The argument is that there may be another approach that is at least equally good.
That is not the argument I am discussing. This would appear to be the confusion.
This is why Dave Tate has people do GHR, hanging leg raises, and standing abs before training. But honestly if you can’t make yourself do 5x1 minutes of planks, 4x20 leg raises or something similar after a training session you probably have trouble eating a proper post workout meal. ( Not specifically you, but the general you ( as in people ))
To me saying proper bracing technique is all you need along with squats/pulls to train abs is the same as saying “just learn to flex your triceps while benching, it’s all you need for triceps”.
For some people this may be true, but for most people you have to train triceps ( along with abs ).
Helms freely admits that when he competed the sport wasn’t as tough as it would soon be. So while he’s a pretty respected and bright guy, looking at his pics isn’t going to make anyone think Shevon Cunningham needs to worry anytime soon.
Israetel, I honestly only know his name though his writing, and plenty of folks online always asking about something he wrote… so as with countless names I can mention, he didn’t earn a following by being good at what he’s handing out advice on so others can be good at it (SOOOOO Many authors I can lump under this heading).
IMO, I’ve known people with quite varied genetics. My wife barely trained when I first met her, and she had a pretty visible 6 pack. Never did sports, never was typically “fit”, and certainly didn’t have a profession that involved much movement (Librarian). On the other hands, I know guys who have done years and years of performance type exercise (similar to what Israetel alludes to), as well as in the gym hypertrophy type work, and still have crazy shallow abs.
So,… genetics (the ultimate decided) aside,… if you want a muscle to stand out, you need to train it. If what you’ve been doing doesn’t work (Israetel doing only compound exercises in search of abs), then you need to do something else (direct ab work).
I do have trouble eating a proper meal after working out, for that reason I drink a protein shake with added carbs and eat a couple hours later.
As for the kind of ab work you are talking about, I could do it but I won’t have enough energy to brace my abs hard enough to get anything out of it at that point. Also, I saw a video on Kabuki movement systems where they were talking about how timed planks are a waste of time and don’t carry over to PL because you aren’t bracing moderately for an extended period when you squat or deadlift but rather bracing maximally for a few seconds. Once a plank isn’t challenging anymore you have to do something to make it more challenging, they were demonstrating planks with leg crossed and pushing a plate back and forth with one hand while bracing hard. Just something to consider, what has become standard ab training isn’t particularly effective.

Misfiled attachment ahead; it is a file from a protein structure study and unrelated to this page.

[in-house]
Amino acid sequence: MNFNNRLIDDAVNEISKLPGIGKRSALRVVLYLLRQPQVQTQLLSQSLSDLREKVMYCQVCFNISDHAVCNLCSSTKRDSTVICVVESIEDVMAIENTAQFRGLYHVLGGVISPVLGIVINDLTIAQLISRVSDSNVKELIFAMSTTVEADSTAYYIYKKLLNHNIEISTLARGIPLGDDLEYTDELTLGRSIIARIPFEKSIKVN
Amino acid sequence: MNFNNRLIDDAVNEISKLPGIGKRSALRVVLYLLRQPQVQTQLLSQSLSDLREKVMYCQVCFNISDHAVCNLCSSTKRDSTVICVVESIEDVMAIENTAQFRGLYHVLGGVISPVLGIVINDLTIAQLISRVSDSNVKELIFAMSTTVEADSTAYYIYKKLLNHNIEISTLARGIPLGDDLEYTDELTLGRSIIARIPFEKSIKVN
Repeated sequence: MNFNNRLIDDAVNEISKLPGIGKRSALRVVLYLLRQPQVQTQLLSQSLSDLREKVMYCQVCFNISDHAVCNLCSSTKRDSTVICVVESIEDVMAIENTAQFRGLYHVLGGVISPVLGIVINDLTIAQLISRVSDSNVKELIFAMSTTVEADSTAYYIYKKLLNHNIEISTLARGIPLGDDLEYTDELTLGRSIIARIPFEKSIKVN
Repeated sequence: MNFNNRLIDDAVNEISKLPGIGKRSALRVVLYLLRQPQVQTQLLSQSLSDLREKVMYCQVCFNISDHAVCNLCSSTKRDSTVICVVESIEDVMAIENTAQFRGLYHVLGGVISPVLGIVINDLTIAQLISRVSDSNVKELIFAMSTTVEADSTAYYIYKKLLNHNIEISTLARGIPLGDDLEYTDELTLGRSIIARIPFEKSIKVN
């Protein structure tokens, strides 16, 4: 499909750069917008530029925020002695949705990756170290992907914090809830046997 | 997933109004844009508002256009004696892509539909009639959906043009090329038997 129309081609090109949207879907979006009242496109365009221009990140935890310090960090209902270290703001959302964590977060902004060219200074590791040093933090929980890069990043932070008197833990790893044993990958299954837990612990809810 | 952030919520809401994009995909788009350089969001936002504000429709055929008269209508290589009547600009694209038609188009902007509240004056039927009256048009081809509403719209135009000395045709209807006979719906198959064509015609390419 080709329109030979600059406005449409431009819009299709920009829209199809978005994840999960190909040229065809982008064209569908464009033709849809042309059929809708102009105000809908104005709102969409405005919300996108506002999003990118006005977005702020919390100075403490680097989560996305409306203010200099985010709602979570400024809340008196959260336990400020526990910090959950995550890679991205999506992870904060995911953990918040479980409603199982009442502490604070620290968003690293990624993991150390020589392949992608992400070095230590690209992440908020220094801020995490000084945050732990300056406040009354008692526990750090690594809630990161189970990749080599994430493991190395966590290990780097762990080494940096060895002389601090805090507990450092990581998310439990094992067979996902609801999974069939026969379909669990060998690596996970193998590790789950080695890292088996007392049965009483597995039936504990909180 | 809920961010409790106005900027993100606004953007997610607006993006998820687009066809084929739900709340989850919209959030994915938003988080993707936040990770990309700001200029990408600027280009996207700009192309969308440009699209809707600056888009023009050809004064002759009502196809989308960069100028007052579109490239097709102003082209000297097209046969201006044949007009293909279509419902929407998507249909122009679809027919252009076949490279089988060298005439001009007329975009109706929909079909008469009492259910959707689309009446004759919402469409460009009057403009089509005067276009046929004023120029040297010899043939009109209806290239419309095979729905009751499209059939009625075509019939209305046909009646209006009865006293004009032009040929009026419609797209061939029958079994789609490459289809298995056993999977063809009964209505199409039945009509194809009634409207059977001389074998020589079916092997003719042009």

As for doing ab work or whatever right before training, I don’t really like that idea because either it will negatively affect your workout or you have to do it so light that it won’t do anything anyway. I read some Westside articles where they were talking about doing GHRs before each workout for someone who has lagging hamstrings, if it’s a major weakness that is holding everything else back then it might make sense but otherwise I have my doubts.
That’s a flawed argument, the equivalent would be saying that you don’t need direct tricep work and can do board presses, close grip bench, dips, and so on. If that’s not enough and you can’t handle more pressing volume then perhaps direct tricep work would make sense, but it’s not a stabilizer muscle so its not working the same way as the abs.
What do people think of this? @chris_ottawa , I got your opinion
I would typically do by ab work during my warm ups for squats and deads. I am of the opinion that, if doing that prevents you from being able to perform, that is most likely an indicator of weak abs, which is even more of an argument to train them hard.
Brian Alsrhue has ab work as part of his giant sets, and does it all the way up to 700lb squats and deads and 500lb benches, as a non powerlifter. Should be fine for others. Trick is to not go to failure on abs.
I have also done ab work supersetted with the main lift and/or during warm ups. Now I’m doing them at the end of the workout (or at home), since I’m using “heavy” loads with them.
Anyway, I think its solid way. I honestly don’t think its superior to any other though. Only thing that matters is that the work gets done efficiently. It’s not for everybody, and might not be optimal when peaking for a meet. But I’m not a coach, so the last sentence does not have a lot of value.